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Moonpig’s users’ details at risk from security flaw in app


Personal details, including credit card information, of the mobile customers of greetings card company Moonpig have been exposed to hackers for over a year, a developer has claimed.

A security flaw in the company's app – which lets people design and send custom cards and gifts – enables hackers to intercept personal information sent by users to Moonpig's main servers, according to a blog post by Paul Price, who describes himself as a developer on his website. Cybercriminals could even place a product order through another user's account, he claimed.

Moonpig, which is owned by UK-based Photobox, said customers' information was not at risk, but it had closed down the app and was investigating the claims.

"We can assure our customers that all password and payment information is and has always been safe," the company said in a statement.

'Get right on it'

Price claimed to have told Moonpig about the app's vulnerability on August 18 2013, and the company said it would "get right on it." Price then followed up on September 26, 2014 and Moonpig said the issue would be resolved around Christmas. After nothing was done, Price said he decided to reveal the flaw.

The security loophole was found in the Application Programming Interface (API), which allows Moonpig's mobile apps to communicate with its main servers. The information transferred via the API – such as personal details – was not securely encrypted, according to Price, allowing him to intercept the communication.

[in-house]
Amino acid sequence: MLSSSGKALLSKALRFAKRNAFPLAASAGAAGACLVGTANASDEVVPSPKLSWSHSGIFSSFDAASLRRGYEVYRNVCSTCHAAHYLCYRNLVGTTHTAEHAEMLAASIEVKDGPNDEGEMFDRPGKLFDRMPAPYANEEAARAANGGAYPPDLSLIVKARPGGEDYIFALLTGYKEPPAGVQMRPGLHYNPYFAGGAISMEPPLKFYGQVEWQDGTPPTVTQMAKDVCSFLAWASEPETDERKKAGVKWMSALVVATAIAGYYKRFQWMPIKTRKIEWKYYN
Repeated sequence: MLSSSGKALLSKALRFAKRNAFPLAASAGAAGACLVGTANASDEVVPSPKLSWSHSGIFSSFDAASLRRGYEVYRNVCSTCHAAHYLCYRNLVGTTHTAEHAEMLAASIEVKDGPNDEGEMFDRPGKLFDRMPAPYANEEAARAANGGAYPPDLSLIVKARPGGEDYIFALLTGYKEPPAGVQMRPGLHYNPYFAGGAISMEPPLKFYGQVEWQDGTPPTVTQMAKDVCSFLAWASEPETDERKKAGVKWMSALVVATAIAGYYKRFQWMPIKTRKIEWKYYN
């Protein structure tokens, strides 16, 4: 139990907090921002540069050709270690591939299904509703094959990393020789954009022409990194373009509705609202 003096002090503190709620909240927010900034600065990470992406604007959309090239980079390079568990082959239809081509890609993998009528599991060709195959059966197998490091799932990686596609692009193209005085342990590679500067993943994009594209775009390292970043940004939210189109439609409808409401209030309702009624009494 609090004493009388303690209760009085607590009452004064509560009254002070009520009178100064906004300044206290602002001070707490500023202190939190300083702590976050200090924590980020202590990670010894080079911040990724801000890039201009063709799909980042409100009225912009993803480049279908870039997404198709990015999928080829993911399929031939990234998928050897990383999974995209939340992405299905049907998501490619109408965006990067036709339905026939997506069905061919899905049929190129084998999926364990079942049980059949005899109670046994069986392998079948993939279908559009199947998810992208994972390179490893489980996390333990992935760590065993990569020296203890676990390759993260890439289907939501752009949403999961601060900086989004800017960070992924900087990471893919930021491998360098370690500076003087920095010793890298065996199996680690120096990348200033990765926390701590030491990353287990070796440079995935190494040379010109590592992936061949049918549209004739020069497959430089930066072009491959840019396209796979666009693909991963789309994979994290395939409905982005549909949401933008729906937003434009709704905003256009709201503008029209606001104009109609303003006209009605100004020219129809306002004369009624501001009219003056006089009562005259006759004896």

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The developer's post also showed that a hacker could get the last four digits of a user's credit card, but not the whole card number.

Moonpig's Android app has been taken offline following the report. The desktop and mobile websites were unaffected.

One security expert said it would be hard for a hacker to steal full payment information through the flaw, but warned that personal data could be collected and used for other scams, such as an email phishing attack. This is when an email with a malicious link is sent to a user.

"You can't get a password, you can't change a password and can't get full credit card information," EJ Hilbert, head of cyber investigations at Kroll EMEA and former FBI agent, told CNBC by phone.

"Could you hack into accounts? No. Could you use that information for other scams? Yes."

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